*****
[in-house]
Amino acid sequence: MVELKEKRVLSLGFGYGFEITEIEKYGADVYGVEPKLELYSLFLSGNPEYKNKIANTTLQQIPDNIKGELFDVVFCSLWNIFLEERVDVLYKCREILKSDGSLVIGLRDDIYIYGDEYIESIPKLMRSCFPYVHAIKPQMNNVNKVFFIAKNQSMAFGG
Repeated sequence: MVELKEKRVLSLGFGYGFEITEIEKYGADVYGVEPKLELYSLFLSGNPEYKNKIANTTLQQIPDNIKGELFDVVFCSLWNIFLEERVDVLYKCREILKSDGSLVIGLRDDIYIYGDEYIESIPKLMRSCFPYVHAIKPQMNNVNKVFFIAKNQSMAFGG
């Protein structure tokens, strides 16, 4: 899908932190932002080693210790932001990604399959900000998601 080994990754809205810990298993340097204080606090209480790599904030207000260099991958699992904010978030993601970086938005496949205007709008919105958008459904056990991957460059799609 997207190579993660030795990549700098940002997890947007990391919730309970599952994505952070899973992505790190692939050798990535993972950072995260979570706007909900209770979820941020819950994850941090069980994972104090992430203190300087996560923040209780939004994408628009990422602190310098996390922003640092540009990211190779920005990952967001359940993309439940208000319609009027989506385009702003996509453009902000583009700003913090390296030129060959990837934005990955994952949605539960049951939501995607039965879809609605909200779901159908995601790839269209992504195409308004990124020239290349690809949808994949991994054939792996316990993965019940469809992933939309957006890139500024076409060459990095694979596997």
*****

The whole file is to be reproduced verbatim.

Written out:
[in-house]
Amino acid sequence: MVELKEKRVLSLGFGYGFEITEIEKYGADVYGVEPKLELYSLFLSGNPEYKNKIANTTLQQIPDNIKGELFDVVFCSLWNIFLEERVDVLYKCREILKSDGSLVIGLRDDIYIYGDEYIESIPKLMRSCFPYVHAIKPQMNNVNKVFFIAKNQSMAFGG
Repeated sequence: MVELKEKRVLSLGFGYGFEITEIEKYGADVYGVEPKLELYSLFLSGNPEYKNKIANTTLQQIPDNIKGELFDVVFCSLWNIFLEERVDVLYKCREILKSDGSLVIGLRDDIYIYGDEYIESIPKLMRSCFPYVHAIKPQMNNVNKVFFIAKNQSMAFGG
């Protein structure tokens, strides 16, 4: 899908932190932002080693210790932001990604399959900000998601 080994990754809205810990298993340097204080606090209480790599904030207000260099991958699992904010978030993601970086938005496949205007709008919105958008459904056990991957460059799609 997207190579993660030795990549700098940002997890947007990391919730309970599952994505952070899973992505790190692939050798990535993972950072995260979570706007909900209770979820941020819950994850941090069980994972104090992430203190300087996560923040209780939004994408628009990422602190310098996390922003640092540009990211190779920005990952967001359940993309439940208000319609009027989506385009702003996509453009902000583009700003913090390296030129060959990837934005990955994952949605539960049951939501995607039965879809609605909200779901159908995601790839269209992504195409308004990124020239290349690809949808994949991994054939792996316990993965019940469809992933939309957006890139500024076409060459990095694979596997």